Diagnostic value of alternative techniques to gadolinium-based contrast agents in MR neuroimaging-a comprehensive overview

Anna Falk Delgado, Danielle Van Westen, Markus Nilsson, Linda Knutsson, Pia C Sundgren, Elna-Marie Larsson, Alberto Falk Delgado

Research output: Contribution to journalReview articlepeer-review


Gadolinium-based contrast agents (GBCAs) increase lesion detection and improve disease characterization for many cerebral pathologies investigated with MRI. These agents, introduced in the late 1980s, are in wide use today. However, some non-ionic linear GBCAs have been associated with the development of nephrogenic systemic fibrosis in patients with kidney failure. Gadolinium deposition has also been found in deep brain structures, although it is of unclear clinical relevance. Hence, new guidelines from the International Society for Magnetic Resonance in Medicine advocate cautious use of GBCA in clinical and research practice. Some linear GBCAs were restricted from use by the European Medicines Agency (EMA) in 2017.This review focuses on non-contrast-enhanced MRI techniques that can serve as alternatives for the use of GBCAs. Clinical studies on the diagnostic performance of non-contrast-enhanced as well as contrast-enhanced MRI methods, both well established and newly proposed, were included. Advantages and disadvantages together with the diagnostic performance of each method are detailed. Non-contrast-enhanced MRIs discussed in this review are arterial spin labeling (ASL), time of flight (TOF), phase contrast (PC), diffusion-weighted imaging (DWI), magnetic resonance spectroscopy (MRS), susceptibility weighted imaging (SWI), and amide proton transfer (APT) imaging.Ten common diseases were identified for which studies reported comparisons of non-contrast-enhanced and contrast-enhanced MRI. These specific diseases include primary brain tumors, metastases, abscess, multiple sclerosis, and vascular conditions such as aneurysm, arteriovenous malformation, arteriovenous fistula, intracranial carotid artery occlusive disease, hemorrhagic, and ischemic stroke.In general, non-contrast-enhanced techniques showed comparable diagnostic performance to contrast-enhanced MRI for specific diagnostic questions. However, some diagnoses still require contrast-enhanced imaging for a complete examination.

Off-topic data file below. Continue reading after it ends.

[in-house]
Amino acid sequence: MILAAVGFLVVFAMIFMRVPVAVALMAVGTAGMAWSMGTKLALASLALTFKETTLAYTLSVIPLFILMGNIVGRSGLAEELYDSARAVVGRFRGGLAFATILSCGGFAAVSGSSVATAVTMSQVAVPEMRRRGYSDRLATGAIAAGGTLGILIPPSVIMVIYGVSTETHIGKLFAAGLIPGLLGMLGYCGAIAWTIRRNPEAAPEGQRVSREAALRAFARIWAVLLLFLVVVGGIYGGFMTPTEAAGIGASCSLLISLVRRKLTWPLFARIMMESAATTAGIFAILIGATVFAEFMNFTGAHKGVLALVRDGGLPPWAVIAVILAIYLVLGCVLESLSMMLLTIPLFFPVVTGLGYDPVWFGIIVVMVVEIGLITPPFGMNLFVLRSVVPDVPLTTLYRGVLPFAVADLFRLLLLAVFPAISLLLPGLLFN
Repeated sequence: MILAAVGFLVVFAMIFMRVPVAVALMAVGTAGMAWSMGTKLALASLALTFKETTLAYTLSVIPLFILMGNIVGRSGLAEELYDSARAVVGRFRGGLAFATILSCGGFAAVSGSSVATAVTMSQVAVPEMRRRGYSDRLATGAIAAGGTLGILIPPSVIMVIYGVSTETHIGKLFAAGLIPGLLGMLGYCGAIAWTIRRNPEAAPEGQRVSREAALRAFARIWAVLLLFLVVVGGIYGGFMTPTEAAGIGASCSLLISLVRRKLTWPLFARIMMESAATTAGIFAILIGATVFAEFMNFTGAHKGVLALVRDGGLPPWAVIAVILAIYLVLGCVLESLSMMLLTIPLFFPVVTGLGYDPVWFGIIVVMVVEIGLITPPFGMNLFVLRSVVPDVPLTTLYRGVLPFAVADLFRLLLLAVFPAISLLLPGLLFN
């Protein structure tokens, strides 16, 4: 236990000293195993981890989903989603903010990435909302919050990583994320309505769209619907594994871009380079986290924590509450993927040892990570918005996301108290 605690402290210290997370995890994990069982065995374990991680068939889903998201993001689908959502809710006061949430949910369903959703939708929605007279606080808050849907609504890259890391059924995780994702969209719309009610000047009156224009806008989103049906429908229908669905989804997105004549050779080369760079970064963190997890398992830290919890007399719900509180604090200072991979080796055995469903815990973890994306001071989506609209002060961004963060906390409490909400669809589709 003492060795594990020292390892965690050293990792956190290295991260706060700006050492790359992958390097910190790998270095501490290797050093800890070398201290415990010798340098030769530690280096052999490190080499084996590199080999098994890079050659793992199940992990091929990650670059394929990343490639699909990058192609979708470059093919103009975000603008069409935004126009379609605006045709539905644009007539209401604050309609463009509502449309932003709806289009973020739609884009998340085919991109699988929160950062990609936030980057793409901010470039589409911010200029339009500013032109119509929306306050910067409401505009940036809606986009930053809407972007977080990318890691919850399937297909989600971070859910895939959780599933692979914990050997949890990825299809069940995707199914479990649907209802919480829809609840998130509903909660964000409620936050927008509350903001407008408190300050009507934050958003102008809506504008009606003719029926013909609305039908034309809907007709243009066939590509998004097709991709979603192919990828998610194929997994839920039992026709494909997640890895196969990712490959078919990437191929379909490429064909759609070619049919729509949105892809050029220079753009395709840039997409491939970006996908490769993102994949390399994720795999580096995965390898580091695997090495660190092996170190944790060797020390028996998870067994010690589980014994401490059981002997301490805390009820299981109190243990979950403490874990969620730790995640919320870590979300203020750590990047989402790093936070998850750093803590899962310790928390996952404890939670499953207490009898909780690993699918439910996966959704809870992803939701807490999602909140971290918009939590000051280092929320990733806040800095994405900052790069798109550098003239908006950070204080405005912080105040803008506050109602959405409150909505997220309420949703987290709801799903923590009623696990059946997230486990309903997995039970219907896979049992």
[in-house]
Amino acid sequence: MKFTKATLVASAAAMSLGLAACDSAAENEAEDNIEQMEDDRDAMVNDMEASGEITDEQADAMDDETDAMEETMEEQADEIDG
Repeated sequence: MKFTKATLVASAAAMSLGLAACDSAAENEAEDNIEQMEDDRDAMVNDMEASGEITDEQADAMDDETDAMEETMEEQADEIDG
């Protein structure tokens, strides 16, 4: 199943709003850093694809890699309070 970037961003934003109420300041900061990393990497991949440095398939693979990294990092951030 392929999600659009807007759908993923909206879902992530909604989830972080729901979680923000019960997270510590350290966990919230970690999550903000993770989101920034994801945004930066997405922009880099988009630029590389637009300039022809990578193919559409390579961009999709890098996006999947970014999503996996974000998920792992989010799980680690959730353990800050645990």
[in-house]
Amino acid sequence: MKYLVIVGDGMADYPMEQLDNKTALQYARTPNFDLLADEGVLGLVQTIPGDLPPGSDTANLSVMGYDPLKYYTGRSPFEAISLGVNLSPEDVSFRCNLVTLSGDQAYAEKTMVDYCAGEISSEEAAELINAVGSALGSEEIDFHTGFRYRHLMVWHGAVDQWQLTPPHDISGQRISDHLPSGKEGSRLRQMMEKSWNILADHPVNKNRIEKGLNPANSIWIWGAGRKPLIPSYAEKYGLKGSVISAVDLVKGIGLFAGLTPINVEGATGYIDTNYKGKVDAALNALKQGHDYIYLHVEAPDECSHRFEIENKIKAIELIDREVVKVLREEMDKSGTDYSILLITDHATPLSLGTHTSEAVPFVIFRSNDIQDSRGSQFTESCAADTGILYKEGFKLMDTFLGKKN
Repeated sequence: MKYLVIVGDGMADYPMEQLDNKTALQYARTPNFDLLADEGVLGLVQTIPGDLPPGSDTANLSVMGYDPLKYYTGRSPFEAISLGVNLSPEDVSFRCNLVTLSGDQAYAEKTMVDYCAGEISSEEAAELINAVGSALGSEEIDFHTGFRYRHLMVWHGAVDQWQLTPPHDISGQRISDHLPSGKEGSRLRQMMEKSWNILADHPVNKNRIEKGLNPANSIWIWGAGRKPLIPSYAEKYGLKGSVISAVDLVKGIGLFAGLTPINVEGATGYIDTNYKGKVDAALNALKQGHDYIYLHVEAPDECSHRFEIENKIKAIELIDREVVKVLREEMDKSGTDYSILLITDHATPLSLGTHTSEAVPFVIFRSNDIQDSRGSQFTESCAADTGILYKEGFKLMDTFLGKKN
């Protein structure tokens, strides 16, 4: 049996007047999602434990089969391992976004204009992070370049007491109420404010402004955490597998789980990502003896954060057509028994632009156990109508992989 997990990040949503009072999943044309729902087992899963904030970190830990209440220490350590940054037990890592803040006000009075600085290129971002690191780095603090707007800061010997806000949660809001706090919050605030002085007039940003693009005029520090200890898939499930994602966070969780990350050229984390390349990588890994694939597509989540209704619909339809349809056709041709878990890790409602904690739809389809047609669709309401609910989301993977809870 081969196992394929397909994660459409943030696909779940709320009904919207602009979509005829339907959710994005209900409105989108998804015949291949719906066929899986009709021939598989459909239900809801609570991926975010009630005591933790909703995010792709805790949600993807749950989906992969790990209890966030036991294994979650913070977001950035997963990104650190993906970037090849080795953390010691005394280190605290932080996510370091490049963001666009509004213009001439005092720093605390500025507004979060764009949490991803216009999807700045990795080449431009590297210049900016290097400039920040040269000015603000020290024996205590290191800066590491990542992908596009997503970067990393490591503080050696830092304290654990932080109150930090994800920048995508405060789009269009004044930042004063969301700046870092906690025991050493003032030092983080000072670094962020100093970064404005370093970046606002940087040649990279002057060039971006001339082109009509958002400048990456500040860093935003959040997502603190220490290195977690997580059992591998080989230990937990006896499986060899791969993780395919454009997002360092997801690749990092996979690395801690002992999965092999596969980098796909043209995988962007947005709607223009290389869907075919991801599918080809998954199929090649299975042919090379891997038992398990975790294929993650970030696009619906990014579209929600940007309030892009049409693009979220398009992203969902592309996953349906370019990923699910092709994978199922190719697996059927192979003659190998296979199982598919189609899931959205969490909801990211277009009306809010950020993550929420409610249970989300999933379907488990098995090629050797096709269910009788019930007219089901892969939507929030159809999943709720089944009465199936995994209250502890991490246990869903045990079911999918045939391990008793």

Original languageEnglish
Article number84
JournalInsights into Imaging
Issue number1
Publication statusPublished - 2019 Aug 23

Subject classification (UKÄ)

  • Radiology, Nuclear Medicine and Medical Imaging
  • Other Physics Topics


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